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Album Review: Rust Belt Union — Impromptu Musicals for the Skeptic


Matthew James & the Rust Belt Union

Impromptu Musicals For the Skeptic
sumppumprecords.bandcamp.com/album/impromptu-musicals-for-the-skeptic

Performance

Octopus College Hill – Saturday, Mar. 10 at 9 p.m.

Trust a joker like Matthew James to open Impromptu Musicals For the Skeptic, his album with the Rust Belt Union, with a song titled “Goodbye.” Like Groucho Marx’s song “Hello, I Must Be Going,” it’s ironic but shows a restlessness mirrored in the lyrics: “But it’s just like before I’m always heading out a door and I never quite get where I’m supposed to go.”

Originally from Michigan, James has settled in Des Moines and found a like-minded group of musicians to play with in an east side garage. “Little Light in the Big Rust” describes Detroit as “… a big lonely city North between the lakes where they break their backs working on their graves.” James’ rough, phlegmy singing voice and his lyrical themes of the hard-living working class make Tom Waits comparisons inevitable. But James has a different take than Waits that he calls “Midwest Junk Soul.”

The music banged out by the Rust Belt Union is joyously at cross purposes with the bleak words of working-class toil and frustration of James’ lyrics. Nathan Emerson’s pedal steel adds a country sweetness to the rootsy chugging of the rest of the band. The Rust Belt Union seems like an old Buick with bad tires, always on the verge of missing the next turn, but Wrex Hill’s drumming is in the driver’s seat, keeping it between the ditches. There is one ballad, the romantically titled “Dying Dogs in South Carolina” but the natural pace of the band is a pell-mell rave up two step.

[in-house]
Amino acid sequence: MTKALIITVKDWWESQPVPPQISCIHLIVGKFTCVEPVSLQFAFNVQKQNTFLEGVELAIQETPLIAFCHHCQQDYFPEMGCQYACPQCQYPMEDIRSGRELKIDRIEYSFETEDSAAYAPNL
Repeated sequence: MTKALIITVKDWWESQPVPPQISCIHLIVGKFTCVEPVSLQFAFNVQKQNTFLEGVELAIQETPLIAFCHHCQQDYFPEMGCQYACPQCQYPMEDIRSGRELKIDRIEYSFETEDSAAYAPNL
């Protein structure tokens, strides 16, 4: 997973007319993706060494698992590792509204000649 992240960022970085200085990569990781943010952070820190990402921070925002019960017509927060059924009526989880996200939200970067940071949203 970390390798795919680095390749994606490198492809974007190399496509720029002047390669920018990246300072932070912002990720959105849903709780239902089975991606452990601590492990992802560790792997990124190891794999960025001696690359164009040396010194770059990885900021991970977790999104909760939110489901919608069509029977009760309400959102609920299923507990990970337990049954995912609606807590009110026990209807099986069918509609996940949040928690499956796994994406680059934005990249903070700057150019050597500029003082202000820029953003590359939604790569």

It’s hard to find joy in a lyric like “Oh it’s all gone to Hell, we’re just living in the same damn noose,” but damned if James doesn’t manage it. This isn’t blues music per se, but it does what the blues is supposed to do: make you feel good about feeling bad. Impromptu Musicals For the Skeptic is the perfect soundtrack for midnight in a working-class bar, when everyone’s drunk enough to laugh at the hangover they’re going to take to their dead-end job in the morning.

This article was originally published in Little Village issue 227.


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